This also indicates that these buildings, or their additively manufactured components, could be economically more competitive than existing solutions and delivered in less time.

Currently, the material costs are higher than standard construction materials and the staff needs to obtain specific training. Once these costs come down eventually, additive manufacturing in construction will finally be a competitive, if not an outperforming solution.

Regardless of the technologies involved, it is important to understand the implications of cost when being in an early stage of the design process. For this purpose, real-time online configurators can be built in order to have a quick initial way to interactively compare costs for a construction project. You can check out the demonstration below:

Cost Calculator GH model hosted online, Source: Nuri Miller on ShapeDiver.

As Shaun Wu, Computational Design Specialist at Witteveen+Bos says:

"3D Concrete Printing (3DCP) allows us to achieve mass customization and apply material only where it is needed. Thus, the overall cost remains relatively the same as the required volume is less compared to conventionally produced concrete structures."

Witteveen+Bos is a multinational engineering and consultancy firm that focuses in resolving today's most complex challenges around topics such as water, infrastructure, environment and construction.

3. Regulation

This might be the biggest obstacle of them all. Novel technologies have the difficult challenge to adhere to existing standards, such as fire safety, structural capacity, and earthquake resilience. This makes it especially difficult for unreinforced concrete structures to be approved as they need to get tested on a 1:1 scale first.

As Victoria Chavez, Design-to-Print Engineer at technology company CyBe Construction, says:

"It is ideal to generate comparisons and benchmark existing policies; although it is important to start setting new standards that allow us to explore the technology capabilities further."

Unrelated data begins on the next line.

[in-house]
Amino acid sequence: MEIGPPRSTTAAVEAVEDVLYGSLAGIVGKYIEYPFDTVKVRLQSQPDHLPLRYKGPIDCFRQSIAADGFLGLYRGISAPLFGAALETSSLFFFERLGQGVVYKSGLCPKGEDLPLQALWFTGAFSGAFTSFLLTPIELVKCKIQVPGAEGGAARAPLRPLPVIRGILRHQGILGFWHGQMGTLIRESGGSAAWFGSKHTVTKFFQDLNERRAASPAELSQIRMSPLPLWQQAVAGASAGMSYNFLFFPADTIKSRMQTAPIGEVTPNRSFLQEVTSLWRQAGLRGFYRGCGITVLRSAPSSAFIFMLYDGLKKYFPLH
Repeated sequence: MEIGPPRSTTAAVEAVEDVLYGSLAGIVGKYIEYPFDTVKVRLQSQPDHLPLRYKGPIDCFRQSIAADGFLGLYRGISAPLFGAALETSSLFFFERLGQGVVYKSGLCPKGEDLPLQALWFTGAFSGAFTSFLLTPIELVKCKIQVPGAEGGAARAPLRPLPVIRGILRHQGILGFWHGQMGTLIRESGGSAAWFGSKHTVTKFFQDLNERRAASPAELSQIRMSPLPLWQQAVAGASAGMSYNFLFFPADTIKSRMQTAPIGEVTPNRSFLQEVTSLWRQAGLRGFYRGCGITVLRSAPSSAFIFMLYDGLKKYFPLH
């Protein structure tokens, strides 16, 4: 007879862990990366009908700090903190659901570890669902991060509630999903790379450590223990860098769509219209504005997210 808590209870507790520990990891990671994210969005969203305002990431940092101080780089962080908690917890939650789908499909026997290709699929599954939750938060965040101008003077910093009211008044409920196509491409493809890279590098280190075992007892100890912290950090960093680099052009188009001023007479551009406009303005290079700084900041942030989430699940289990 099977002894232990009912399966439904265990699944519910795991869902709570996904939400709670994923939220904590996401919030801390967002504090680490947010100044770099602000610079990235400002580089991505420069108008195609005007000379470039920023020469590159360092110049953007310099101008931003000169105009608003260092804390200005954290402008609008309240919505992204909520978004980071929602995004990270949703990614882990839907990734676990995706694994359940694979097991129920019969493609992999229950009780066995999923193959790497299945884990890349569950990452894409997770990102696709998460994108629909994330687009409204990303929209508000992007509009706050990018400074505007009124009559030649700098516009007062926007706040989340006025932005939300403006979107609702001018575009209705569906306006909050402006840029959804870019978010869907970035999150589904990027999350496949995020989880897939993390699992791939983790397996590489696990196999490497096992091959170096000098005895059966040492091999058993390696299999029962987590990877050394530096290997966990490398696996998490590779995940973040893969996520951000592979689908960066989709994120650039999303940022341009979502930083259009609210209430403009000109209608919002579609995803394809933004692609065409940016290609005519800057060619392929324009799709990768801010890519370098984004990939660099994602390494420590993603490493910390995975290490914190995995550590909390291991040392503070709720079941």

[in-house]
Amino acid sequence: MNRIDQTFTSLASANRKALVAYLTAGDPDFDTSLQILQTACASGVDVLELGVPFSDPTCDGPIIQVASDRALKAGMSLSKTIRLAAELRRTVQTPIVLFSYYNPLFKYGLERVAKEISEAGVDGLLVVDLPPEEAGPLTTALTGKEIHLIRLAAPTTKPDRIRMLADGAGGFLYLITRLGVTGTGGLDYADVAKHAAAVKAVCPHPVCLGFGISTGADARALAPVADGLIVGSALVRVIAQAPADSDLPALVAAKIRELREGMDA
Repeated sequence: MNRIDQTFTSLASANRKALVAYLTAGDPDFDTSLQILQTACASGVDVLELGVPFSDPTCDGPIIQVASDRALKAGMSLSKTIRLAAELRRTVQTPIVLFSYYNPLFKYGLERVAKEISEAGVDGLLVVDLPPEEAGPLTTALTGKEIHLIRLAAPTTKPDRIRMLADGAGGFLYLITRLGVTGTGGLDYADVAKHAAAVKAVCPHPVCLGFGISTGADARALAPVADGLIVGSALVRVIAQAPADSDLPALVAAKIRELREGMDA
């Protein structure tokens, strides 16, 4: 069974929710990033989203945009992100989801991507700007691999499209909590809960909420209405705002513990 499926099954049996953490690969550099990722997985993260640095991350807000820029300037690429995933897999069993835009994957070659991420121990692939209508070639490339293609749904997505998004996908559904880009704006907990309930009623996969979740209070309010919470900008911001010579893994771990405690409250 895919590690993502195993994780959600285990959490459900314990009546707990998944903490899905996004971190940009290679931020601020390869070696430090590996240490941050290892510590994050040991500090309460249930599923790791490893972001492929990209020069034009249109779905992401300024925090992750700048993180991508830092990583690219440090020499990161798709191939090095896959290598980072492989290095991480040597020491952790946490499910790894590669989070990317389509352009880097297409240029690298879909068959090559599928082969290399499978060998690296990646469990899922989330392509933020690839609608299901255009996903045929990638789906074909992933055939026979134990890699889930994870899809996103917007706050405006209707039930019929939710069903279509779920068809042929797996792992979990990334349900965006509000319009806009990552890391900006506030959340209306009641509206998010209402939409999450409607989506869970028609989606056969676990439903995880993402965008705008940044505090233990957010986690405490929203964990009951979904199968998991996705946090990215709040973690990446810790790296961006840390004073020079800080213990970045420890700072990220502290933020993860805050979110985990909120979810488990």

Since 2013, CyBe Construction has developed hardware, software, building materials, and a digital learning platform, becoming a one-stop-shop for construction innovation such as concrete 3D Concrete Printing and Parametric design as well as a leader in the industry.

4. Interest

The above-mentioned challenges, and opportunities, are not only being tackled by academic and private R&D institutions, but also new and exciting startups and spin-off companies. Some larger construction firms have invested to form their own internal innovation departments to explore these novel technologies and even constructed prototypes - often on their own company campuses. So why has Additive Manufacturing not yet been transferred to “real construction projects”?

This might be due to a low risk tolerance in an industry that has low profit margins. For many construction companies, material and equipment costs required to 3D print homes aren't low enough yet, plus general awareness is still low. Nonetheless, as prices involved with these types of projects inevitably go down, the average consumer will get exposed to the benefits (and in some cases lower costs) of 3D printed homes.

For example, just recently a 3D-printed single family home has been occupied in the Netherlands, raising the level of awareness and interest in 3D-printed homes. Consultancy, design and engineering for this project was provided by Witteveen+Bos.

What's Next?

As we learned in this article, there are challenges for 3D printing in construction on the technological level, related costs, regulations, and a lack of awareness or even interest. However, even though this might still be unknown for some today, the construction industry is undergoing a complete digital transformation as we speak.

It is certain that digital design and fabrication are here to stay and hopefully these technologies can help tackle, among many other things, the shortage of affordable construction in the years to come. In our next series of articles, we will have a look at other challenges that the AEC sector is currently facing.

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<< Special thanks to Alex Walzer for his collaboration during the writing of this article. Alex investigates the role of entrepreneurship for and in AEC when utilizing nascent production technologies. He is a PhD researcher at the Chair of Innovative and Industrial Construction (Prof. Dr. Hall) at ETH Zürich - and can be reached at and @alexnikw on Twitter. >>